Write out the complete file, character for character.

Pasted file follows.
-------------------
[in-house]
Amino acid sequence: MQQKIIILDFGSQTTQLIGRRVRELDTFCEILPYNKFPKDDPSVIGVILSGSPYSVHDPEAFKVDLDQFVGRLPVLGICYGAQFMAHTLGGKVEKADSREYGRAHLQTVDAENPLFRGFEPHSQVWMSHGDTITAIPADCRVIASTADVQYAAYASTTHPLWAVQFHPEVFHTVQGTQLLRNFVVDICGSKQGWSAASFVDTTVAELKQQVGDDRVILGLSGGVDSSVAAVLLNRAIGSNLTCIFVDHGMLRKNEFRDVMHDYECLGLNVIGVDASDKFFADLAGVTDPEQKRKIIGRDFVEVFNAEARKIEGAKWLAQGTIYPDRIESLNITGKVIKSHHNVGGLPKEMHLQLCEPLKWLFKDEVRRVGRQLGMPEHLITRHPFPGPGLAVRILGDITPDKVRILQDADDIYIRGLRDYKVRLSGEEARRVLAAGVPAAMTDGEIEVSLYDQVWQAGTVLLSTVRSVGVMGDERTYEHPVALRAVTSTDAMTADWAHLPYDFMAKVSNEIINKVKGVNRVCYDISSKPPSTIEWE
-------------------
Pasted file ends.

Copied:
[in-house]
Amino acid sequence: MQQKIIILDFGSQTTQLIGRRVRELDTFCEILPYNKFPKDDPSVIGVILSGSPYSVHDPEAFKVDLDQFVGRLPVLGICYGAQFMAHTLGGKVEKADSREYGRAHLQTVDAENPLFRGFEPHSQVWMSHGDTITAIPADCRVIASTADVQYAAYASTTHPLWAVQFHPEVFHTVQGTQLLRNFVVDICGSKQGWSAASFVDTTVAELKQQVGDDRVILGLSGGVDSSVAAVLLNRAIGSNLTCIFVDHGMLRKNEFRDVMHDYECLGLNVIGVDASDKFFADLAGVTDPEQKRKIIGRDFVEVFNAEARKIEGAKWLAQGTIYPDRIESLNITGKVIKSHHNVGGLPKEMHLQLCEPLKWLFKDEVRRVGRQLGMPEHLITRHPFPGPGLAVRILGDITPDKVRILQDADDIYIRGLRDYKVRLSGEEARRVLAAGVPAAMTDGEIEVSLYDQVWQAGTVLLSTVRSVGVMGDERTYEHPVALRAVTSTDAMTADWAHLPYDFMAKVSNEIINKVKGVNRVCYDISSKPPSTIEWE